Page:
You see something unfamiliar at the garden centre, look at the label to see what it is, and read: ‘plant in well-drained soil.’ If you’re me, you put it back down again. And then repeat, and repeat. Because plant labels never say anything else. I’m sure it’s an ‘insurance policy’ on the growers’ part, so … Continue reading ‘Plant in well-drained soil’ – the frustration of plant labels
In the USA, tomorrow is the start of Festival of Camellias month. I've only just heard of it, but sounds cool to me. In the UK, I think February should be Festival of Crocuses month. After a prolonged spell of downpours, showers, drizzle, raining cats and dogs, and deluges, it’s back this week to warnings … Continue reading February is Festival of Camellias month
If you are about to design a new garden, a new bed, or just thinking of filling in some gaps when winter ends, here are a few useful tips. Cover v smother If you have bare earth between shrubs and would rather it wasn’t all dandelions, the idea of ground-cover plants seems a good one. … Continue reading Garden design – some ‘do nots’ for your plot
The Twelve Days of Christmas gets reworked many ways. Here’s a version that may be appreciated by any gardener who grows fruit and veg. Although as I’ve had to cheat a little with the photos (to be sure of only using ones that have no copyright issues), I’ll have to ask purists to forgive me! … Continue reading A gardener’s Twelve Days of Christmas
December may not seem a natural time to plan a new garden, if you live in northern climes. But if you've just moved house or want to ring changes, it's a great time to sit down with a mug of coffee and a notebook – and plan before you plant Here are a few Down … Continue reading New garden advice – tis the season to plan before you plant
“A thing of beauty is a joy forever; Its loveliness increases.” The poet John Keats may have admired musk-rose blooms and trees old and young, sprouting a shady boon For simple sheep, but beauty can come at a cost to the natural environment. The first time I visited New Zealand, I was amazed at the … Continue reading Not everything in the garden is rosy – a piece on classy weeds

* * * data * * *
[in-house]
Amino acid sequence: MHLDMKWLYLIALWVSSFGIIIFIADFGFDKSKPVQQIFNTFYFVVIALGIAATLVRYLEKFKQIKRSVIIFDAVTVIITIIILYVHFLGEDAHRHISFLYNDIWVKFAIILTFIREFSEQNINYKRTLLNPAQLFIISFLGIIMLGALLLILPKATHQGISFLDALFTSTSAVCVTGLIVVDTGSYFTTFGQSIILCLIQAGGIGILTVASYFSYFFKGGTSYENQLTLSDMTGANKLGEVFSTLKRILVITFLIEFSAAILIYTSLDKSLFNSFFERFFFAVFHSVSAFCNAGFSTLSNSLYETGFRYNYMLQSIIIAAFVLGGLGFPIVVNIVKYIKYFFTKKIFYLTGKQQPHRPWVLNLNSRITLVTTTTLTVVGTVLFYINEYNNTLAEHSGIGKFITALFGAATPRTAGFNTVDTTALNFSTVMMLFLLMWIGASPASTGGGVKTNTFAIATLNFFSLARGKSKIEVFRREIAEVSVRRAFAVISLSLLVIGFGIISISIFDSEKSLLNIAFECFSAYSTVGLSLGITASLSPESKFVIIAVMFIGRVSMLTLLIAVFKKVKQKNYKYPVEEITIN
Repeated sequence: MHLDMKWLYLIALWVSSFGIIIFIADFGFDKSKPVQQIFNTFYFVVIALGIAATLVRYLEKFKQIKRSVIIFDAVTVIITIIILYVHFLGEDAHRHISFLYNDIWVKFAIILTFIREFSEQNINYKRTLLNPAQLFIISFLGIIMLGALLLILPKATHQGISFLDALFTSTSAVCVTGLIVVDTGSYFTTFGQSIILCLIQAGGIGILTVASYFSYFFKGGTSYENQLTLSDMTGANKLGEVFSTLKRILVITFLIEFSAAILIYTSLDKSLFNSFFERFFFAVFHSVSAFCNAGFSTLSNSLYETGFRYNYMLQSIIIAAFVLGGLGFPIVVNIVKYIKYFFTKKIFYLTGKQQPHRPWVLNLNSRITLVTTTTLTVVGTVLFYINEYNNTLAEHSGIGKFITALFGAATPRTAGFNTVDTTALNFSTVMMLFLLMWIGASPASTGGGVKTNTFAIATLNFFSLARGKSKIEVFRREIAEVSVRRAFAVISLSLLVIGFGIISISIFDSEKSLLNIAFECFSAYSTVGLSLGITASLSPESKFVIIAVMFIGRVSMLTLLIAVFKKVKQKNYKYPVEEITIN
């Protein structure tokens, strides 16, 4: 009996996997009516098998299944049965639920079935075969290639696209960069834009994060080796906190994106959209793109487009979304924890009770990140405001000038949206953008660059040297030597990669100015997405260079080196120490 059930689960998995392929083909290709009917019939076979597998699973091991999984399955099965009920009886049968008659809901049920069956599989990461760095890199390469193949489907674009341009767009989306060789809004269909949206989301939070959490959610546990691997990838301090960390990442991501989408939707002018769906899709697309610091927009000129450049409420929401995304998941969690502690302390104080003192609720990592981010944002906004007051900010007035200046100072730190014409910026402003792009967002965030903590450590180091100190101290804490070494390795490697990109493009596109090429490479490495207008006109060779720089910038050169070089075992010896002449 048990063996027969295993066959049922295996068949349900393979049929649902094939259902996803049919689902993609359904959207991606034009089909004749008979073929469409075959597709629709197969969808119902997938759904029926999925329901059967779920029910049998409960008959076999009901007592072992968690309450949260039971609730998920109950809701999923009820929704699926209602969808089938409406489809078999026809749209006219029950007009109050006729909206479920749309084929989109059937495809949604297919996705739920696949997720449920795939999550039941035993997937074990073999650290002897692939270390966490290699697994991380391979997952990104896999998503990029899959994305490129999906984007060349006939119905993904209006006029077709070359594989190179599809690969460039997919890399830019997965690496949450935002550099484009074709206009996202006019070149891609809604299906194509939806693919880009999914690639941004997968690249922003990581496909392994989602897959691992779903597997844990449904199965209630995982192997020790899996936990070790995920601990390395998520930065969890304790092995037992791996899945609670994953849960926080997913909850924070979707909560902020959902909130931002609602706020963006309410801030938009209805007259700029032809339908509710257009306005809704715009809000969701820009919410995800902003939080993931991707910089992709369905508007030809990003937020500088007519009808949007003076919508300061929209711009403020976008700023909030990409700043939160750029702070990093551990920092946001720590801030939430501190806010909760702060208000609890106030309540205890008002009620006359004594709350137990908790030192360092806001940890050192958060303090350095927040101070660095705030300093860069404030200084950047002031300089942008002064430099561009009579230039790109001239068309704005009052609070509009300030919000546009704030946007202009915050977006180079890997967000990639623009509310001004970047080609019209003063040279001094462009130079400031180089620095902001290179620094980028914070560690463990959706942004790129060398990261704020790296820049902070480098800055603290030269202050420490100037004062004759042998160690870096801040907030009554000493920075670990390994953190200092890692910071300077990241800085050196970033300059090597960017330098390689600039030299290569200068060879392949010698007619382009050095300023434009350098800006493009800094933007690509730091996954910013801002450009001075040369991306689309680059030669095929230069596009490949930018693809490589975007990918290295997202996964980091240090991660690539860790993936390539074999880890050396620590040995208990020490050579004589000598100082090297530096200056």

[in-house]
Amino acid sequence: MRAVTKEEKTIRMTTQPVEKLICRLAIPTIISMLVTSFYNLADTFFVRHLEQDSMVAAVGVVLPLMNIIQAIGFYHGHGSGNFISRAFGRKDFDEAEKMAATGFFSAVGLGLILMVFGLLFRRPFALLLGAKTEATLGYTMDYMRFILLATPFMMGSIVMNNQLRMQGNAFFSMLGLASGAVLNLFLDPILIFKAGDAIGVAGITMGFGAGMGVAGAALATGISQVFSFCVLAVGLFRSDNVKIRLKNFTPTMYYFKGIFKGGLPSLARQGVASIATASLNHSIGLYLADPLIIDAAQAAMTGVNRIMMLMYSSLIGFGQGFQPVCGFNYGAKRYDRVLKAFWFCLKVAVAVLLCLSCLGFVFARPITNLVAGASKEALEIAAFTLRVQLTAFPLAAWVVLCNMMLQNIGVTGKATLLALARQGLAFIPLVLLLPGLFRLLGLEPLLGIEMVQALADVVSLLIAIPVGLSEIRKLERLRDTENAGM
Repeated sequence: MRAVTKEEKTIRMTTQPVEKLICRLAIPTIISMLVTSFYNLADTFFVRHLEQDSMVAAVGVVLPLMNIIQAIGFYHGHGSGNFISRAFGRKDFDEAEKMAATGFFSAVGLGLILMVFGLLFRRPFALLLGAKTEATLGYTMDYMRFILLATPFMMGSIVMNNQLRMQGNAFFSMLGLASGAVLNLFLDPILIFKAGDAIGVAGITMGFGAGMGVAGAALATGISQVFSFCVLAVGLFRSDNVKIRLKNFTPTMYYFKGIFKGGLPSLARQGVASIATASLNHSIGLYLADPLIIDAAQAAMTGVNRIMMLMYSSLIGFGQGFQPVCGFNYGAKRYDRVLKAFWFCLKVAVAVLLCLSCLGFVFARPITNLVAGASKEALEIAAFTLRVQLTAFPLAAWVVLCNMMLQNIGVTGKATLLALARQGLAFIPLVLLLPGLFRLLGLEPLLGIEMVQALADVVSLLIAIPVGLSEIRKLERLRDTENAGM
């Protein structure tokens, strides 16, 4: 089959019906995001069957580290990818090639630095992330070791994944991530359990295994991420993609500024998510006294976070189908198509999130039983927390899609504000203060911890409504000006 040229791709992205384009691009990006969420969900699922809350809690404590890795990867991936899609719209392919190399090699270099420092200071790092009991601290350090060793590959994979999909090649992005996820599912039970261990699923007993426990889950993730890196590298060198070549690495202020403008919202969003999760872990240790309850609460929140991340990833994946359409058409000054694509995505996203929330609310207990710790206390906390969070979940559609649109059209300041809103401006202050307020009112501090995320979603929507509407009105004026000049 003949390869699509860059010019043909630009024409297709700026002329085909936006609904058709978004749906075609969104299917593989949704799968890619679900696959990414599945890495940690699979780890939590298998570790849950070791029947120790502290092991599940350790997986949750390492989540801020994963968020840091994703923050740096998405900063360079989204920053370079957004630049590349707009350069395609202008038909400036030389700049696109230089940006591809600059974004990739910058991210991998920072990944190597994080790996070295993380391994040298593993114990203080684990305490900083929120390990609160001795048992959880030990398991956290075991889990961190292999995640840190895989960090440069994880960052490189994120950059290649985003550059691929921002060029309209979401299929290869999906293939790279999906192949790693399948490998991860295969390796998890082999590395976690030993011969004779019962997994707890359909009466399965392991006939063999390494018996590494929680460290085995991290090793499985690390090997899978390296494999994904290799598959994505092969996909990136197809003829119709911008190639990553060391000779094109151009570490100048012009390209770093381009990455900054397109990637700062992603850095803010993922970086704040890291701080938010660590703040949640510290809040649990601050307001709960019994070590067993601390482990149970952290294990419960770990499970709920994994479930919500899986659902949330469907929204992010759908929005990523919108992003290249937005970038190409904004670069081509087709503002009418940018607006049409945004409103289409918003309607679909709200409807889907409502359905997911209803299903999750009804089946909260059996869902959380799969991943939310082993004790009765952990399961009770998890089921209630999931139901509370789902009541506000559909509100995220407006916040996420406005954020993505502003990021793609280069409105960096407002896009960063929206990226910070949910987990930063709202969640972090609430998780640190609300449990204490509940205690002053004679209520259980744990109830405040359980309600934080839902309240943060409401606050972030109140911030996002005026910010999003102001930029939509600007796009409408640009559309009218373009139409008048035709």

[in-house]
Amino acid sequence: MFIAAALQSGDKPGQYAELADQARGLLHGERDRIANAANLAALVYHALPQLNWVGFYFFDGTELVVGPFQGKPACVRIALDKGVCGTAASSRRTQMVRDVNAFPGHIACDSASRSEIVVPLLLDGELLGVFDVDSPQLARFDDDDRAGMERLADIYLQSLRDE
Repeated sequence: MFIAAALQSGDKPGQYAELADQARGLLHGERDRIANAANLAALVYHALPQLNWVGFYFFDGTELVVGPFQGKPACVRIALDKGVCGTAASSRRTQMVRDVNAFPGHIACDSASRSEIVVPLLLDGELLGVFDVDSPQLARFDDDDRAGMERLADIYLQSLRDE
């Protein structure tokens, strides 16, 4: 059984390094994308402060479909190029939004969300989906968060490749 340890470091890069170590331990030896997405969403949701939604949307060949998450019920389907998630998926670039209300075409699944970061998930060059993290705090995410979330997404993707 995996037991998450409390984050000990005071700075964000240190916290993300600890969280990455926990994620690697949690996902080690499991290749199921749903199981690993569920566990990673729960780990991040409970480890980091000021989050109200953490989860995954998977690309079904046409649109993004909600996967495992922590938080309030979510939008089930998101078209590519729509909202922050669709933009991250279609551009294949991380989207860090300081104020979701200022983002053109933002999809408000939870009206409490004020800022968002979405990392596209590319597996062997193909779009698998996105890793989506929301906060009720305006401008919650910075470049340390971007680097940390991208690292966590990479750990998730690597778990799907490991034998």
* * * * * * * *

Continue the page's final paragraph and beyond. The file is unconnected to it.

Alpine plants have to cope with extreme conditions, like the 'lunar landscape' of Franz Josef Glacier, New Zealand. I can't help admiring their tenacity.
It’s that ‘in-between’ time of year at the moment. It’s 17ºC in the afternoon sun, I’ve just picked two dozen raspberries, the gazania are only just (finally!) coming into flower, and most trees are still green. But, there’s a nip in the air when the sun goes down, the days feel so much shorter, and … Continue reading Season of mellow fruitfulness – and lots of cobwebs
Orange isn't a colour I've ever chosen for a garden before, being more into blues and pinks. But I'm coming round it it. Summer returned in time for the bank (public) holiday weekend. And the brightest flowers in my garden at the moment are ones that cost me nothing. The cosmos tango were free with … Continue reading The garden is bright, the garden is orange – and pollinators love it
Soil type and landscaping are among the first things to consider in a new (to you) domestic garden.